GDP numbers out of Germany on Wednesday also weighed. Germany’s economy contracted by 0.1% in the 2nd quarter, which was in line with forecast. Year-on-year, the economy stalled, which was better than a forecast of 0.3% contraction.
In spite of the weaker growth, the Eurozone’s GDP numbers were in line with 1st estimates. Quarter-on-quarter, the economy grew by 0.2% and 1.1%, year-on-year.
With the GDP numbers in focus, a 1.6% slide in industrial production across the Eurozone failed to force a sell-off.
While there were no stats on Thursday, dovish chatter from the ECB led to a EUR slide to sub-$1.11 levels before finding support.
ECB member Rhen talked of the need for the ECB to deliver a significant and hard-hitting stimulus package at the next policy meeting.
To Wrap up the week, the Eurozone’s June trade data also influenced. A narrowing in the Eurozone’s trade surplus signaled yet another red flag.
The EUR ended the week down by 0.99% to $1.1090 against the Dollar. While disappointing stats were nothing new, talk of significant stimulus on the monetary policy front was…
For the European major indexes, it was another bearish week for the majors. The DAX30 fell by 1.12%, while the CAC40 fell by a more modest 0.51% on the week.
It was another bearish week for the Aussie and Kiwi Dollars.
The Aussie Dollar fell by 0.10% to $0.6779, with the Kiwi Dollar sliding by 0.60% to $0.6429.
For the Aussie Dollar
It was a relatively busy week on the data front. Stats included business and consumer confidence and 2nd quarter wage growth figures early in the week.
The numbers were skewed to the positive. Business confidence saw a marginal improvement in July, while consumer confidence rebounded in August.
A combined pickup in consumer confidence and a marginal pickup in wage growth in the 2nd quarter provided support.
July employment figures on Thursday also provided the Aussie Dollar with support. While the unemployment rate held steady, employment jumped by 41.1k in July, following a 0.5k rise in June.
From elsewhere, disappointing economic data out of China led to rising fears of a global recession. Trade war chatter also pinned the Aussie Dollar back in the week.
For the Kiwi Dollar
Economic data was limited to July electronic card retail sales and Business PMI figures.
Both sets of numbers disappointed. Electronic card retail sales fell by 0.1% in July, after having stalled in June.
The Business PMI also weighed, with the manufacturing sector contracting in July. The PMI fell from 51.3 to 48.2.
In spite of the weak numbers, a material slide was avoided in the wake of the RBNZ’s surprise move last week.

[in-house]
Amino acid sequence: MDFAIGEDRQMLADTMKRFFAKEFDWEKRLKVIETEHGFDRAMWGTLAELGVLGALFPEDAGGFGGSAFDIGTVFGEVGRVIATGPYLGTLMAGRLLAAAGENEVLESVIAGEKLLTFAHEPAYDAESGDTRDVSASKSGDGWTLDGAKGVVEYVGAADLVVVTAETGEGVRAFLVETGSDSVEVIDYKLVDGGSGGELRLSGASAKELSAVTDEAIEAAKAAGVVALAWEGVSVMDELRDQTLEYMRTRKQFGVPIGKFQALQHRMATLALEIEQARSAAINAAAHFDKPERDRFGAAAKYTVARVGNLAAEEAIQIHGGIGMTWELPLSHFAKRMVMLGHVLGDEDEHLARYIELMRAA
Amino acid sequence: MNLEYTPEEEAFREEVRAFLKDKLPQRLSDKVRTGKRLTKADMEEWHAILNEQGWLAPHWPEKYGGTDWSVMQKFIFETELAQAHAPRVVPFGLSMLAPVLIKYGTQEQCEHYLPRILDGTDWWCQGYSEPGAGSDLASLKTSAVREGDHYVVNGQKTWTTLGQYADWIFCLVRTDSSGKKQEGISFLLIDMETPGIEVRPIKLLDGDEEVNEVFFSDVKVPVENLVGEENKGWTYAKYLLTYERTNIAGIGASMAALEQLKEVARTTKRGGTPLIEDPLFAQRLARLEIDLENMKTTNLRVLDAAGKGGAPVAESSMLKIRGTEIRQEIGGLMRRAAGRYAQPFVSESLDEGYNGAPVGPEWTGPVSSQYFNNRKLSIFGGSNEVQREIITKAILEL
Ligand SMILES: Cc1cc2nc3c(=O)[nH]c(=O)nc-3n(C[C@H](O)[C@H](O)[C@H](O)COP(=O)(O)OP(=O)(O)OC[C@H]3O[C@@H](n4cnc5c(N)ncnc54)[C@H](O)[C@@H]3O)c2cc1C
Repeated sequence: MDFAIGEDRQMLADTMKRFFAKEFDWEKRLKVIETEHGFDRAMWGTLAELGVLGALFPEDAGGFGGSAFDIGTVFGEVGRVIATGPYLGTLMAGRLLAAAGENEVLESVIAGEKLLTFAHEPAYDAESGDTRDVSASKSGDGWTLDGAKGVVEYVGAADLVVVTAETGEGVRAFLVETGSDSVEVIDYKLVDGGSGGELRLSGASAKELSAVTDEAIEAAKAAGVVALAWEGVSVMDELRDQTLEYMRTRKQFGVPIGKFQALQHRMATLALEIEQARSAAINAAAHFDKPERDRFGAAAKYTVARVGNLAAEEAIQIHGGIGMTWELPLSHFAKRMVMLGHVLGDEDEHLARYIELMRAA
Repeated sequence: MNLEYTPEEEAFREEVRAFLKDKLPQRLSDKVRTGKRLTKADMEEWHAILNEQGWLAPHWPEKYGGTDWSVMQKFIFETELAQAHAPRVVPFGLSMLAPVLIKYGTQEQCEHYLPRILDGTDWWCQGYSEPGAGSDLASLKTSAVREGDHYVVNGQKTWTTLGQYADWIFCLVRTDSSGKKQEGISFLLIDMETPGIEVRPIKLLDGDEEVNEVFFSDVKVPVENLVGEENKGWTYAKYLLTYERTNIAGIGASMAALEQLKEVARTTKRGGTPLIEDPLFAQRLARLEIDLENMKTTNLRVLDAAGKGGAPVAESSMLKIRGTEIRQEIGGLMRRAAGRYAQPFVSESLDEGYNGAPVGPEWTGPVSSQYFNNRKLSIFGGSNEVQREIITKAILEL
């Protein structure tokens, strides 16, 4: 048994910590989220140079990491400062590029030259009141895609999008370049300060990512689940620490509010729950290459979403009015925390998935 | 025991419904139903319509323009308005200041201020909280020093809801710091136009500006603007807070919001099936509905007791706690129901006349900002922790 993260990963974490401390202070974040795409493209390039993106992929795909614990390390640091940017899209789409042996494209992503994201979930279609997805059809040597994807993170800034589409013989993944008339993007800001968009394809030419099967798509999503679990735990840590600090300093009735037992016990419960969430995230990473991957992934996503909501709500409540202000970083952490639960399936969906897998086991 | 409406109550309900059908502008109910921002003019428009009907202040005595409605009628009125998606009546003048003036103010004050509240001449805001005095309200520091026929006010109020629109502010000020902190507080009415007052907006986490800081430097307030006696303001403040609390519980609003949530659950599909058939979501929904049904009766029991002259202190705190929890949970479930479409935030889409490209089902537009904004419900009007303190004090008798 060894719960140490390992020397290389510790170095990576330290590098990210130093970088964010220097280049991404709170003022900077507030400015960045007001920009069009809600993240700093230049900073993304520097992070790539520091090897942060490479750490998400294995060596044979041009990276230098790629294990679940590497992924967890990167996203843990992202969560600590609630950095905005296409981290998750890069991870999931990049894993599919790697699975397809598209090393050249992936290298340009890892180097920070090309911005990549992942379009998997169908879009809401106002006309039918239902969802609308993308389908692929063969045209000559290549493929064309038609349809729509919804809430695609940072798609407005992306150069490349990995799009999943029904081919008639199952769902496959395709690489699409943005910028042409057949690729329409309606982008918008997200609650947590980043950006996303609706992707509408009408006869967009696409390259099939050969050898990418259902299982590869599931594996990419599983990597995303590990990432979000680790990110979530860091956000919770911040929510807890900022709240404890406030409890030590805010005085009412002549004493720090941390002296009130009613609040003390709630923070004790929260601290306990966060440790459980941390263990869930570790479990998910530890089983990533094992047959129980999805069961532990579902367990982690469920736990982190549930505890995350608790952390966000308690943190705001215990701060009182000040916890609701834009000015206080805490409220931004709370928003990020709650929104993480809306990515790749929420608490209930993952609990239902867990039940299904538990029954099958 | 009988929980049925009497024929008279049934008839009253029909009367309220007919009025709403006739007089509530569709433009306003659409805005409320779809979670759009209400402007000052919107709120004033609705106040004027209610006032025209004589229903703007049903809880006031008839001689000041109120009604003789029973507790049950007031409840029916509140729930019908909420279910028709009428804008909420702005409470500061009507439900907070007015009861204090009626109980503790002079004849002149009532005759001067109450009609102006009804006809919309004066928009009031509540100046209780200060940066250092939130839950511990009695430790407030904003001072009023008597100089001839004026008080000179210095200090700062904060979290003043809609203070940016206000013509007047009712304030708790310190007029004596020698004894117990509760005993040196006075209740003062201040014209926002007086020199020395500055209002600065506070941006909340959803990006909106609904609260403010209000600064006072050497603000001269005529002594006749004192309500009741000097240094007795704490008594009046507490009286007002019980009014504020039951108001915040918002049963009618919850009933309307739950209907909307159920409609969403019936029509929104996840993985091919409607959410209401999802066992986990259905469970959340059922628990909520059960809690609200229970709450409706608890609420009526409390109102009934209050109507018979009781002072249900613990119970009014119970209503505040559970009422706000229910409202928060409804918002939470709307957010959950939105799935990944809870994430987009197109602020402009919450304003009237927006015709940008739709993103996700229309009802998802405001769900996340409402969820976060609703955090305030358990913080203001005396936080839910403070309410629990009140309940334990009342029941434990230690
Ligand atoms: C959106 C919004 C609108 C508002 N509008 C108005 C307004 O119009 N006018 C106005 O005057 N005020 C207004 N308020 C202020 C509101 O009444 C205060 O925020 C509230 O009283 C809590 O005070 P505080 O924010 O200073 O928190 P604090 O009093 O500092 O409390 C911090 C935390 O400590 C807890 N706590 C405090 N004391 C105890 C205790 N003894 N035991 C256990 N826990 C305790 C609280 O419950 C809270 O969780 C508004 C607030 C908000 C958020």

For the Loonie
It was a particularly quiet week on the economic data front.
June foreign securities purchases, out on Friday, was the only stat out of Canada. The figures failed to move the Loonie on the day.
Outside of the stats, crude oil prices and negative sentiment towards the global economic outlook weighed.
In the early part of the week, industrial production numbers out of China and GDP numbers out of Germany set the tone.
The Loonie ended the week down by 0.36% to C$1.3269 against the Greenback.
For the Japanese Yen
Economic data was limited to June finalized industrial production figures on Thursday. While revised upwards to a 3.3% fall, the effects of the ongoing U.S – China trade war on demand was evident.
The weak industrial production numbers out of China and Germany’s GDP numbers added to the market angst.
In spite of the risk aversion, however, the Yen struggled as sentiment towards FED monetary policy flip-flopped throughout the week.
For the week, the Japanese Yen slipped by 0.65% to ¥106.38.
Out of China
It was a relatively quiet week on the data front. July fixed asset investment and industrial production numbers provided direction on Wednesday.
A weak year-on-year industrial production figure hit risk sentiment on the day, raising yet more red flags over the global economic outlook.
While the numbers provided further evidence of a weakening in the Chinese economy, China’s reaction to Trump’s announced delay to next month’s tariffs tested the markets.
China announced late in the week that a delay in tariffs was not enough to prevent retaliatory measures. News of China ramping up soybean imports from Brazil on Friday will be a test for the majors and the U.S President…
This article was originally posted on FX Empire